Senator Kirk: Polluting Water Bodies Connected to the Great Lakes = Polluting the Great Lakes

Visit NRDCs Switchboard BlogIt has been very interesting watching the way Senator Mark Kirk has been cloaking himself in the mantel of Great Lakes champion, while taking actions in DC that clearly would negatively impact those water bodies.

Just look at his actions last week. On the same day he posted an Op-Ed on the Milwaukee Journal Sentinel tut-tutting the paper and advocates for "accepting the status quo" for the Great Lakes, he signed on to sponsor a bill that would hamstring new Obama Administration policies which have restored protections for water bodies that flow into the Great Lakes (and elsewhere). Clearly, the Senator is advocating for policy that envisions a far worse water quality future than the status quo; not just in the Great Lakes but also, across the country.

The bill Senator Kirk has jumped onto would kill the Environmental Protection Agency and Army Corps of Engineers' new "Clean Water Rule," a commonsense initiative to restore protections against pollution that once existed for a variety of small water bodies and wetlands. My colleague Jon Devine analyzed the bill here, identifying how it relies on false assumptions, how it would make it harder to protect other important water bodies, creates confusion and wastes taxpayer money.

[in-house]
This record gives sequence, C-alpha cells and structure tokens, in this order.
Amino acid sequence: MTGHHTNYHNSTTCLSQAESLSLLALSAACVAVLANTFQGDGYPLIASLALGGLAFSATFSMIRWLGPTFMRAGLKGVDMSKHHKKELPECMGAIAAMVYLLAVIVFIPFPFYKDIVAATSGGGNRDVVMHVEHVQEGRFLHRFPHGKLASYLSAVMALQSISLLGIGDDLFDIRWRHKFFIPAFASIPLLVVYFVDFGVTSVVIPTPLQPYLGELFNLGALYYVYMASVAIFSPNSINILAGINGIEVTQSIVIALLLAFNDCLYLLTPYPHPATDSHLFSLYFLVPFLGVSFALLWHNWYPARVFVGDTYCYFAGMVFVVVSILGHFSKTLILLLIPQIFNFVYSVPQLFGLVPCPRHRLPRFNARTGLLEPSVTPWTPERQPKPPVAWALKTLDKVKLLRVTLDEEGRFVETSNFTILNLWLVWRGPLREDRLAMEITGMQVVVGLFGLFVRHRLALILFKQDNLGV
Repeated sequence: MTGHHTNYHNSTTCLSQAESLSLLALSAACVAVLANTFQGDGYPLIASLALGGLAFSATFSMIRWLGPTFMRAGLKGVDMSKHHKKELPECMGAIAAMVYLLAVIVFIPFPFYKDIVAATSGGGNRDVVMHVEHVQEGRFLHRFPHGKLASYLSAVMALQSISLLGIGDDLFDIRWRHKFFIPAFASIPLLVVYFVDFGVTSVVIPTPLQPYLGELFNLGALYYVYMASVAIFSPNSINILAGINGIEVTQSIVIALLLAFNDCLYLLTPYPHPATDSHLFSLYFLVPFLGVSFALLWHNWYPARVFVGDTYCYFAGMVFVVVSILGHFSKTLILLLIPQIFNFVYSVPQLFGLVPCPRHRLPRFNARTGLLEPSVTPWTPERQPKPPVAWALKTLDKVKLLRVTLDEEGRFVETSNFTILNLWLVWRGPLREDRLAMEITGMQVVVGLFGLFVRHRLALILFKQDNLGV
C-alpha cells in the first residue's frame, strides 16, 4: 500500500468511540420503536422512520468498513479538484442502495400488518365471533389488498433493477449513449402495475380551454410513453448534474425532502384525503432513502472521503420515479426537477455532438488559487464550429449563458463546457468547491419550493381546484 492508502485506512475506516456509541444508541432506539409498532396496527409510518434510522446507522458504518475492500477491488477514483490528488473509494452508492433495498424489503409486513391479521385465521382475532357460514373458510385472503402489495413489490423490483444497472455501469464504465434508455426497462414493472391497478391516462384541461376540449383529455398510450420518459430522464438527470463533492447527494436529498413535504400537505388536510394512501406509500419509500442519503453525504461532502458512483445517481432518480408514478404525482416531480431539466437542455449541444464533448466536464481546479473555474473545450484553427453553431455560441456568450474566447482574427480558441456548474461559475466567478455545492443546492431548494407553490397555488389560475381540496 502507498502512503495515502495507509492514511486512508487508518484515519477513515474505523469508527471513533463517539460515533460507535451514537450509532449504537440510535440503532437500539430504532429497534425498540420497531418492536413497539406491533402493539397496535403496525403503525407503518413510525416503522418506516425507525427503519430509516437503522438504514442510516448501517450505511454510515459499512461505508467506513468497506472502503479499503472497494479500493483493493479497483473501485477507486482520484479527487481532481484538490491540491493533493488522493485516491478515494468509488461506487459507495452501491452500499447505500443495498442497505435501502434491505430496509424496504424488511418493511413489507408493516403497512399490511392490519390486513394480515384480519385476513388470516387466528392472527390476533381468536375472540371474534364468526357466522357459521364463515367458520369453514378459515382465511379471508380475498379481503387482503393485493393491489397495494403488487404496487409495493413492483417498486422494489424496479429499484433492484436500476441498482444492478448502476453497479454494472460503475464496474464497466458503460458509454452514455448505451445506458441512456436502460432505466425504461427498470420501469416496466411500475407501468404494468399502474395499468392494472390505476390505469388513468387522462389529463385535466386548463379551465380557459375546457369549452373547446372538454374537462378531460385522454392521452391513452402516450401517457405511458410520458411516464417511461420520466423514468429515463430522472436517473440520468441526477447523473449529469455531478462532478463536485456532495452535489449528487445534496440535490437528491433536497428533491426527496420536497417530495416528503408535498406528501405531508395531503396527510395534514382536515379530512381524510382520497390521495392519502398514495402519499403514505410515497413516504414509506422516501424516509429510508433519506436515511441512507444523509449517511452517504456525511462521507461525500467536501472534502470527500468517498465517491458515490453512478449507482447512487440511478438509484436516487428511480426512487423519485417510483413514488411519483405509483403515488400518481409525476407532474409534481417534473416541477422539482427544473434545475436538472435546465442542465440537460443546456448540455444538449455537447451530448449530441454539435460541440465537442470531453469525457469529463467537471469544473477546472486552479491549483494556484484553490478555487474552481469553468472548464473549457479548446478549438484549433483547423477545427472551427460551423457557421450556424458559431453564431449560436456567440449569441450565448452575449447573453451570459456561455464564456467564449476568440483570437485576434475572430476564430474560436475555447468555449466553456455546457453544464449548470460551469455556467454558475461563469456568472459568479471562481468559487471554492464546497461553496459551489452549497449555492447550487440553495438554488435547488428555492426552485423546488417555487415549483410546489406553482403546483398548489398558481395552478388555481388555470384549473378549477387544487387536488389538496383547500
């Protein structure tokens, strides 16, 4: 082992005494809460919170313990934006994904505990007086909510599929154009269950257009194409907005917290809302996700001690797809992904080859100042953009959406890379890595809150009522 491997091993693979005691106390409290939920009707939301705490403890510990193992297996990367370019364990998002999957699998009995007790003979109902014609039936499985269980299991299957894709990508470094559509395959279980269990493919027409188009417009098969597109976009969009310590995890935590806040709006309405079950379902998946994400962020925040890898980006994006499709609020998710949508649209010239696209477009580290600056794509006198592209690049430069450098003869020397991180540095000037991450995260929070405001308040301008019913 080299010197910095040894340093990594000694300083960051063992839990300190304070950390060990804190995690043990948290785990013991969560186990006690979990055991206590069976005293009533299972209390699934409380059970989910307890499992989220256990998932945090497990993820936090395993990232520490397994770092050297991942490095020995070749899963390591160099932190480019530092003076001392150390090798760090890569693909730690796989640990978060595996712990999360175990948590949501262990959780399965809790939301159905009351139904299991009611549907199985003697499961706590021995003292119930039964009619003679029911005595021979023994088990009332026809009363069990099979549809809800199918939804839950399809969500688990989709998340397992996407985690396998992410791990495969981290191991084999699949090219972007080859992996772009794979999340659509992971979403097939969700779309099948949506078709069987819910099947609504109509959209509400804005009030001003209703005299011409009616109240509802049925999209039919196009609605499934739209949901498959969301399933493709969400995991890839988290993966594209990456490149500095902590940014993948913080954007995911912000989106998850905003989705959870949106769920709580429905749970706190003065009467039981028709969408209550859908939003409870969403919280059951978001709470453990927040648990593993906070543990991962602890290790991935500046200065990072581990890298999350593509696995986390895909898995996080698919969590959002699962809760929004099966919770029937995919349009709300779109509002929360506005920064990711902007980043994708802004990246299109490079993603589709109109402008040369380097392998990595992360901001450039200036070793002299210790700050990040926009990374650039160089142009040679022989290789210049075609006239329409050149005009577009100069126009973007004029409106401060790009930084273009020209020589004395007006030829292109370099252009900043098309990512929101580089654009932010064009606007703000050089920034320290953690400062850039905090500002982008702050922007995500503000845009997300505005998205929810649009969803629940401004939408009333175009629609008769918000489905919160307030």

It's a clear departure from the stance Senator Kirk took when he represented the 10th District of Illinois. At that time, he was a strong supporter of the need to clarify which water bodies are protected by the Clean Water Act--the very essence of the "Clean Water Rule" he is now trying to kill. And in two consecutive Congresses he pushed for bills that would have gone further in protecting the same water bodies than the Clean Water Rule does (Clean Water Restoration Act of 2007 and Clean Water Authority Restoration Act of 2005). This is reminiscent of his 180 on climate change too: going from a supporter of bold action to someone who has tried to kill essential domestic cuts on the carbon pollution at the heart of the problem.

This post originally appeared on NRDC's Switchboard blog.